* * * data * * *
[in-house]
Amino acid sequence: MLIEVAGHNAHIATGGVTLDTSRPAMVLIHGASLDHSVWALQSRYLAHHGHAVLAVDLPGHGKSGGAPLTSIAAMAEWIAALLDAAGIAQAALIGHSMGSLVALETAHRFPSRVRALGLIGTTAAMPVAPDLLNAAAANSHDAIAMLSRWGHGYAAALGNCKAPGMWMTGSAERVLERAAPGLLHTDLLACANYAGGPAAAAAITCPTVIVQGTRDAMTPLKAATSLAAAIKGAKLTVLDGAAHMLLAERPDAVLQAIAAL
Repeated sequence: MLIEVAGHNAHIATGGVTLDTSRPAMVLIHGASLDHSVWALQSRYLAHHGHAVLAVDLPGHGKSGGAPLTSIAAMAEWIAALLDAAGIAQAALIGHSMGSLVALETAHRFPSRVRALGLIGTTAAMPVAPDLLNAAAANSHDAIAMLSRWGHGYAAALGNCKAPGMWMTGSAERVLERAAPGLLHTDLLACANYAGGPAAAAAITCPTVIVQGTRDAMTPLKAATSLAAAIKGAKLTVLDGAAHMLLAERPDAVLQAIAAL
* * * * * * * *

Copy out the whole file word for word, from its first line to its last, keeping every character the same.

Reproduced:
[in-house]
Amino acid sequence: MLIEVAGHNAHIATGGVTLDTSRPAMVLIHGASLDHSVWALQSRYLAHHGHAVLAVDLPGHGKSGGAPLTSIAAMAEWIAALLDAAGIAQAALIGHSMGSLVALETAHRFPSRVRALGLIGTTAAMPVAPDLLNAAAANSHDAIAMLSRWGHGYAAALGNCKAPGMWMTGSAERVLERAAPGLLHTDLLACANYAGGPAAAAAITCPTVIVQGTRDAMTPLKAATSLAAAIKGAKLTVLDGAAHMLLAERPDAVLQAIAAL
Repeated sequence: MLIEVAGHNAHIATGGVTLDTSRPAMVLIHGASLDHSVWALQSRYLAHHGHAVLAVDLPGHGKSGGAPLTSIAAMAEWIAALLDAAGIAQAALIGHSMGSLVALETAHRFPSRVRALGLIGTTAAMPVAPDLLNAAAANSHDAIAMLSRWGHGYAAALGNCKAPGMWMTGSAERVLERAAPGLLHTDLLACANYAGGPAAAAAITCPTVIVQGTRDAMTPLKAATSLAAAIKGAKLTVLDGAAHMLLAERPDAVLQAIAAL